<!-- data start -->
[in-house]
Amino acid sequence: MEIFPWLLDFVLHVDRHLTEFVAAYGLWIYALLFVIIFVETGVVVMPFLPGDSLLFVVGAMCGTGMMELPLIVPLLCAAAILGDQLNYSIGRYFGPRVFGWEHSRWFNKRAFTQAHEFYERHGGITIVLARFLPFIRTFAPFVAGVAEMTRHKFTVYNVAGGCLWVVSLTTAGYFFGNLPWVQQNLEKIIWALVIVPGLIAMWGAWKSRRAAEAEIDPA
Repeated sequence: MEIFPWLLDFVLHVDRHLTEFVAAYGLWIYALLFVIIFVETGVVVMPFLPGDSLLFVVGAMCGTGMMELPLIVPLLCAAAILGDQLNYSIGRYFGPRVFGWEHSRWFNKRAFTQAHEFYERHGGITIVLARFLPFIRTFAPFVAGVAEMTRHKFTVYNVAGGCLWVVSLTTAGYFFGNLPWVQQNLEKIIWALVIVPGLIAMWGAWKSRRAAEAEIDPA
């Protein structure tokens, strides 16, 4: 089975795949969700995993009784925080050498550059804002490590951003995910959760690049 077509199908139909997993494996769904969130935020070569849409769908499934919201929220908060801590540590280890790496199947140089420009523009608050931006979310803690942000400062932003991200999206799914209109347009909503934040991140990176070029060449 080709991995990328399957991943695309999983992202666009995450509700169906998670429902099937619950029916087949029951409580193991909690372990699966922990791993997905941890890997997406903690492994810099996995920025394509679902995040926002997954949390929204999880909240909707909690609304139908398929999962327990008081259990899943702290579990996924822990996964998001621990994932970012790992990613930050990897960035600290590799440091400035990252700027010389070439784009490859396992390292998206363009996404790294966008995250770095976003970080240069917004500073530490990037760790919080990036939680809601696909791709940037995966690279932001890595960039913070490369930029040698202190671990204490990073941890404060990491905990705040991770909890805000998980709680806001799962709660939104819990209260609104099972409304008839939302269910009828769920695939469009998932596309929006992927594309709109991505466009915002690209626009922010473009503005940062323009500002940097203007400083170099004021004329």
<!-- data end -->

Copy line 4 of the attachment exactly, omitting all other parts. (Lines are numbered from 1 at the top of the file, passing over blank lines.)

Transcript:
């Protein structure tokens, strides 16, 4: 089975795949969700995993009784925080050498550059804002490590951003995910959760690049 077509199908139909997993494996769904969130935020070569849409769908499934919201929220908060801590540590280890790496199947140089420009523009608050931006979310803690942000400062932003991200999206799914209109347009909503934040991140990176070029060449 080709991995990328399957991943695309999983992202666009995450509700169906998670429902099937619950029916087949029951409580193991909690372990699966922990791993997905941890890997997406903690492994810099996995920025394509679902995040926002997954949390929204999880909240909707909690609304139908398929999962327990008081259990899943702290579990996924822990996964998001621990994932970012790992990613930050990897960035600290590799440091400035990252700027010389070439784009490859396992390292998206363009996404790294966008995250770095976003970080240069917004500073530490990037760790919080990036939680809601696909791709940037995966690279932001890595960039913070490369930029040698202190671990204490990073941890404060990491905990705040991770909890805000998980709680806001799962709660939104819990209260609104099972409304008839939302269910009828769920695939469009998932596309929006992927594309709109991505466009915002690209626009922010473009503005940062323009500002940097203007400083170099004021004329």